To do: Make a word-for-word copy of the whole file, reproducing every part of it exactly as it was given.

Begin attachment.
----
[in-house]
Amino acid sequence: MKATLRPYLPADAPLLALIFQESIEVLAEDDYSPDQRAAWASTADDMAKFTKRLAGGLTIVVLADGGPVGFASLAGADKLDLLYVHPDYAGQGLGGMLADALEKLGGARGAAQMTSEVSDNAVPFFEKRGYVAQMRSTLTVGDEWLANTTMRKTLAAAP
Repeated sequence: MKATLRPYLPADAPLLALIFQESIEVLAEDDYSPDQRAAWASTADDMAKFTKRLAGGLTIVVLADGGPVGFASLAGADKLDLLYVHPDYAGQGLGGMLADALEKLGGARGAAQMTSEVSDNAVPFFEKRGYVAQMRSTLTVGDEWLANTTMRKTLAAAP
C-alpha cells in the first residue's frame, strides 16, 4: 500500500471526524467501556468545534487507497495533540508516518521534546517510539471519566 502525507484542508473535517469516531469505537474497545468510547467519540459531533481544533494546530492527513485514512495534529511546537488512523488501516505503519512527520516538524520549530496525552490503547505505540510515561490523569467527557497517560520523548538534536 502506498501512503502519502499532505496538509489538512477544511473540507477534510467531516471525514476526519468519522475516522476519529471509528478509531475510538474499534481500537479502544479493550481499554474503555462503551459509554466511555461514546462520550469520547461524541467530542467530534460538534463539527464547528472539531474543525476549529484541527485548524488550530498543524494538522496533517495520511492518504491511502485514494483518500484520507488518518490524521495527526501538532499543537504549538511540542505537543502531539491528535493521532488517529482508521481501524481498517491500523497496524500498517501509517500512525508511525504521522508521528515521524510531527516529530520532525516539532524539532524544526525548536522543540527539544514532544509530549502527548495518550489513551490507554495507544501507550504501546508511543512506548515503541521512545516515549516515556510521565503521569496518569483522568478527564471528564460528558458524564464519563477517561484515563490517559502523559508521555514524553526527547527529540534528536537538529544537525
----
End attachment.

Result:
[in-house]
Amino acid sequence: MKATLRPYLPADAPLLALIFQESIEVLAEDDYSPDQRAAWASTADDMAKFTKRLAGGLTIVVLADGGPVGFASLAGADKLDLLYVHPDYAGQGLGGMLADALEKLGGARGAAQMTSEVSDNAVPFFEKRGYVAQMRSTLTVGDEWLANTTMRKTLAAAP
Repeated sequence: MKATLRPYLPADAPLLALIFQESIEVLAEDDYSPDQRAAWASTADDMAKFTKRLAGGLTIVVLADGGPVGFASLAGADKLDLLYVHPDYAGQGLGGMLADALEKLGGARGAAQMTSEVSDNAVPFFEKRGYVAQMRSTLTVGDEWLANTTMRKTLAAAP
C-alpha cells in the first residue's frame, strides 16, 4: 500500500471526524467501556468545534487507497495533540508516518521534546517510539471519566 502525507484542508473535517469516531469505537474497545468510547467519540459531533481544533494546530492527513485514512495534529511546537488512523488501516505503519512527520516538524520549530496525552490503547505505540510515561490523569467527557497517560520523548538534536 502506498501512503502519502499532505496538509489538512477544511473540507477534510467531516471525514476526519468519522475516522476519529471509528478509531475510538474499534481500537479502544479493550481499554474503555462503551459509554466511555461514546462520550469520547461524541467530542467530534460538534463539527464547528472539531474543525476549529484541527485548524488550530498543524494538522496533517495520511492518504491511502485514494483518500484520507488518518490524521495527526501538532499543537504549538511540542505537543502531539491528535493521532488517529482508521481501524481498517491500523497496524500498517501509517500512525508511525504521522508521528515521524510531527516529530520532525516539532524539532524544526525548536522543540527539544514532544509530549502527548495518550489513551490507554495507544501507550504501546508511543512506548515503541521512545516515549516515556510521565503521569496518569483522568478527564471528564460528558458524564464519563477517561484515563490517559502523559508521555514524553526527547527529540534528536537538529544537525